Notes from my studio no.1

Notes from my studio no.1

photo: recent sketchbook pages "the light step of the open hearted"

How to share my story?

I am trying a new format for my blog and newsletter! Finally :) This first post is a bit long, probably won't be so wordy going forward. But telling my story felt like a good place to start.

We all have a story. Tales of how we got to where we are today, tales of loss and sadness but also tales of joy and success. I have wanted to tell my story but have struggled for a long time to find a way that pushes me forward rather than holds me back. My story effects the art I create and the person I am today. Finally feel that I am ready to put new words on my story in a way that could perhaps resonate with others but will also help me fully appreciate how far I have come. You will often see reoccurring themes in my artwork - ideas around resilience, identity, intentionality, strength and vulnerability, belief in one's self and empathy and kindness for others. Themes that feel more important now than ever before. 

I had a good childhood. I was loved. I was born an identical twin to parents that had both been married before and had romantically found each other after their divorces. It always felt that they had finally found "true love" in each other. As much as they loved me, they both had lives filled with unprocessed trauma, especially my father who's 18-year old son from a previous marriage had died in a car accident a year prior to my birth. No one talked about what was hard, no one even really acknowledged what was hard and looking back now, I understand that they didn't really have the tools to deal with what was hard. So, despite having so much love, when life got challenging, they didn't have the tools to navigate through it together and sometimes love isn't enough. Communication in our house was hard, harder than it should have been, dare I say "dysfunctional".

I became an adult early. I realized early that I had to fend for myself emotionally. My father, as empathetic and kind as he was, carried his grief with him all the time, although it was never talked about. Adding to his emotional load was something I couldn't do. My mother was not equipped to support me emotionally, she loved me but didn't know how to support me emotionally. So, I grew up fiercely independent. It took years to understand how to access my vulnerability and to not be afraid of it. Thank god, I did because it has really enabled me to grow as a person and as an artist. 

My twin sister and I grew up very close to one another. Sadly though, she chose to remove herself from our relationship eight years ago. Did not understand then and still don't why she did what she did. It totally broke my heart, nearly crushed me for years. Changed me profoundly. But I have finally found a way to accept it. I have spent years figuring out who I was without my twin. Alone. I now stand happily alone, proudly alone. Aware of who I am and what I am capable of. Thankfully, I have amazing friends that have filled this sisterly void and who have held me close and reminded me of who I am.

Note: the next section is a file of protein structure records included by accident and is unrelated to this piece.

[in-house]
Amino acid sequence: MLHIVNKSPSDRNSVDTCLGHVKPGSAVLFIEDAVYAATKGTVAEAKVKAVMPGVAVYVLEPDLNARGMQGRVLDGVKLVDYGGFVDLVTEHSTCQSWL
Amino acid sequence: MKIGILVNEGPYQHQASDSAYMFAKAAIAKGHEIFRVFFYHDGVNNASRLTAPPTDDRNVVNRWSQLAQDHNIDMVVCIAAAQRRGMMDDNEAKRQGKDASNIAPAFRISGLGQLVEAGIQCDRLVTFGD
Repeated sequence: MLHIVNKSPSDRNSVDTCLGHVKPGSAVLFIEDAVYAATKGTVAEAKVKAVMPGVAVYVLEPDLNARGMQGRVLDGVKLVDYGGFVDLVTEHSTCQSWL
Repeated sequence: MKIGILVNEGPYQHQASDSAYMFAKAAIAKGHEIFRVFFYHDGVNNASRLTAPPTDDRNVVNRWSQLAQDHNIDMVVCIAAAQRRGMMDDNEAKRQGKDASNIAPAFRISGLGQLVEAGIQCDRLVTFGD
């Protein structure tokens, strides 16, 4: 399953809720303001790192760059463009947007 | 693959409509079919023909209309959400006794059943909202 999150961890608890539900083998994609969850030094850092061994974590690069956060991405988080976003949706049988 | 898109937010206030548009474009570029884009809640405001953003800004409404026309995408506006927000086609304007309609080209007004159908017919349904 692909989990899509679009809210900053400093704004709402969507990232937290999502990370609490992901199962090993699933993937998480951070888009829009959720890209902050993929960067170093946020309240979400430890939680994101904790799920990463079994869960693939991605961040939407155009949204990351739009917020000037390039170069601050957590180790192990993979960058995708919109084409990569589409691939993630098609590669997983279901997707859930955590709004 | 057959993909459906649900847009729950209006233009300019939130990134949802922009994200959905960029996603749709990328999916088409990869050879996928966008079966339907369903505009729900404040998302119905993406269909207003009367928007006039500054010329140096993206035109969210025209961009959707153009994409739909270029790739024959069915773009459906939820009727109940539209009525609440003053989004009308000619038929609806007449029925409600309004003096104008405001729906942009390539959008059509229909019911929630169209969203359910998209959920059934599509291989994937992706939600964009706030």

I have become such a believer in talking about what is hard in life. In my experience, relationships struggle or fall apart when difficult conversations are avoided. My artwork is an attempt to make things better, an attempt to look at hard things, if you can look at it, you can take action to make things better. For me, creating art is a way to choose light, beauty and hope over darkness and loss. It is a way of connecting with others who also struggle and a way of healing my broken heart. I feel a bit weird being so open about my life, but I always really appreciate other people telling their stories, it always inspires me. I think that talking about what's hard is important because it makes us feel less alone and it helps us find ways to move on, to heal, to accept, to process.


On Sunday April 21st I will be participating in a Art Market in Drammen at Galleri Bohem - Høytorvet. 

I will be selling some recent small collages, plus art dolls, cards, art prints and my reminder boxes. 

Here is an article written about the upcoming event:

Lokalt Kunstmarked hos Galleri Bohem



At Home:

Spring is finally here, even though there was a sprinkling of snow this morning! We are reworking the deck above our garage. The goal is to make this exposed space more cozy, a place where you can hide away to read a book and flexible enough to entertain. So, we're building flower boxes on wheels so we can rearrange the space depending on what purpose we have. Will be buying a new cozy sofa, found the perfect one at IKEA. I'll keep you updated as we progress!


In the studio:

It is flea market season here in Norway! A great opportunity for me to find vintage books and fabrics. I am especially interested in old family books that record births/deaths, or old well used cook books or ledgers. Things that tell a story. I am also looking for antique, white linens - preferably with interesting embroidery.   

flea market finds, vintage book, vintage ceramics  


Are you familiar with the artwork of Maira Kalman? She is paints, writes and even embroiders. In her work she examines death and reflects on it's inevitability. She has a funny way of observing everyday moments, people, oddities. Her stories, written and painted tell of turbulent families, trauma and beautiful moments.

Maira Kalman's writing feels like floating in a dream. A feeling that you are getting close to some kind of understanding, but just at the last second it floats away and you are left in the fog, not really knowing - but yet there is a sense that you are not alone, someone else sees the world a bit like you.


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